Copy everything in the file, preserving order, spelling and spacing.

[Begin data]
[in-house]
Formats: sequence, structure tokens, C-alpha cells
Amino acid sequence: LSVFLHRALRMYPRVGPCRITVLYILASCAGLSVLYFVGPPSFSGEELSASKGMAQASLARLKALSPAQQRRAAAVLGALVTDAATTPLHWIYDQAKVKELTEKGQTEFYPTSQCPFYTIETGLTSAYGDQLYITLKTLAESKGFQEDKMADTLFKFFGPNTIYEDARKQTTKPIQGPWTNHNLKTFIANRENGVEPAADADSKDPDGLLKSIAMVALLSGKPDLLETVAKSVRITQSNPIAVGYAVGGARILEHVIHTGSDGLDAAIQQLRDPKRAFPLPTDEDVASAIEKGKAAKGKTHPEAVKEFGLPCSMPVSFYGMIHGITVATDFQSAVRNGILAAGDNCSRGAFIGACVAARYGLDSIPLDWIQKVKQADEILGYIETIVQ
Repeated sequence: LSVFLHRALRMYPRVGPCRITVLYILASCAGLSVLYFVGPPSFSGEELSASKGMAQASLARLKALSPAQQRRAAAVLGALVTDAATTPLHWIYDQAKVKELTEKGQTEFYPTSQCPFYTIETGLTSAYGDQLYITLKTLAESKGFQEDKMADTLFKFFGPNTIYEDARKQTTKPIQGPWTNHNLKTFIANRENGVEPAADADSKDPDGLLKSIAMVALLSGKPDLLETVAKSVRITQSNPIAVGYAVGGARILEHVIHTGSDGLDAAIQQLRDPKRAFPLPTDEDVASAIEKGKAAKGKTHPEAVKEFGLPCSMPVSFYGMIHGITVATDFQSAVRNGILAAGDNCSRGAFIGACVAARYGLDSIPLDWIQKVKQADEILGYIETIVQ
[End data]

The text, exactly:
[in-house]
Formats: sequence, structure tokens, C-alpha cells
Amino acid sequence: LSVFLHRALRMYPRVGPCRITVLYILASCAGLSVLYFVGPPSFSGEELSASKGMAQASLARLKALSPAQQRRAAAVLGALVTDAATTPLHWIYDQAKVKELTEKGQTEFYPTSQCPFYTIETGLTSAYGDQLYITLKTLAESKGFQEDKMADTLFKFFGPNTIYEDARKQTTKPIQGPWTNHNLKTFIANRENGVEPAADADSKDPDGLLKSIAMVALLSGKPDLLETVAKSVRITQSNPIAVGYAVGGARILEHVIHTGSDGLDAAIQQLRDPKRAFPLPTDEDVASAIEKGKAAKGKTHPEAVKEFGLPCSMPVSFYGMIHGITVATDFQSAVRNGILAAGDNCSRGAFIGACVAARYGLDSIPLDWIQKVKQADEILGYIETIVQ
Repeated sequence: LSVFLHRALRMYPRVGPCRITVLYILASCAGLSVLYFVGPPSFSGEELSASKGMAQASLARLKALSPAQQRRAAAVLGALVTDAATTPLHWIYDQAKVKELTEKGQTEFYPTSQCPFYTIETGLTSAYGDQLYITLKTLAESKGFQEDKMADTLFKFFGPNTIYEDARKQTTKPIQGPWTNHNLKTFIANRENGVEPAADADSKDPDGLLKSIAMVALLSGKPDLLETVAKSVRITQSNPIAVGYAVGGARILEHVIHTGSDGLDAAIQQLRDPKRAFPLPTDEDVASAIEKGKAAKGKTHPEAVKEFGLPCSMPVSFYGMIHGITVATDFQSAVRNGILAAGDNCSRGAFIGACVAARYGLDSIPLDWIQKVKQADEILGYIETIVQ